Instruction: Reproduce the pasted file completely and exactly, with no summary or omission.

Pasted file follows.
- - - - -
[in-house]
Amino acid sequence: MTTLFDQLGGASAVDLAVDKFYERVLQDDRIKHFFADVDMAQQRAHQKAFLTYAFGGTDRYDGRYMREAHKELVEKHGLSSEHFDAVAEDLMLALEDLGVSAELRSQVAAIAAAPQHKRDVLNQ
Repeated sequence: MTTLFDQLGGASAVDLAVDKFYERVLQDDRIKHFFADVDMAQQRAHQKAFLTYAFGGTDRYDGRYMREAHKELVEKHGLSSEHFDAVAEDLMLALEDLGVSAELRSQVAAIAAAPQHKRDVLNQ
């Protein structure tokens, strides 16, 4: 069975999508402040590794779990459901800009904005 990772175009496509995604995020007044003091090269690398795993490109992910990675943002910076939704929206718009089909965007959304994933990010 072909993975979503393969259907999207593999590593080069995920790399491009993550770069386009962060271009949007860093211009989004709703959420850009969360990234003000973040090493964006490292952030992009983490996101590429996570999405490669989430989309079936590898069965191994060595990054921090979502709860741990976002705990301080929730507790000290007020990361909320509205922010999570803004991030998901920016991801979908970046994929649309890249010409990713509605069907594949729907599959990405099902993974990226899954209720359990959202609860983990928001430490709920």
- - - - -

[in-house]
Amino acid sequence: MTTLFDQLGGASAVDLAVDKFYERVLQDDRIKHFFADVDMAQQRAHQKAFLTYAFGGTDRYDGRYMREAHKELVEKHGLSSEHFDAVAEDLMLALEDLGVSAELRSQVAAIAAAPQHKRDVLNQ
Repeated sequence: MTTLFDQLGGASAVDLAVDKFYERVLQDDRIKHFFADVDMAQQRAHQKAFLTYAFGGTDRYDGRYMREAHKELVEKHGLSSEHFDAVAEDLMLALEDLGVSAELRSQVAAIAAAPQHKRDVLNQ
């Protein structure tokens, strides 16, 4: 069975999508402040590794779990459901800009904005 990772175009496509995604995020007044003091090269690398795993490109992910990675943002910076939704929206718009089909965007959304994933990010 072909993975979503393969259907999207593999590593080069995920790399491009993550770069386009962060271009949007860093211009989004709703959420850009969360990234003000973040090493964006490292952030992009983490996101590429996570999405490669989430989309079936590898069965191994060595990054921090979502709860741990976002705990301080929730507790000290007020990361909320509205922010999570803004991030998901920016991801979908970046994929649309890249010409990713509605069907594949729907599959990405099902993974990226899954209720359990959202609860983990928001430490709920």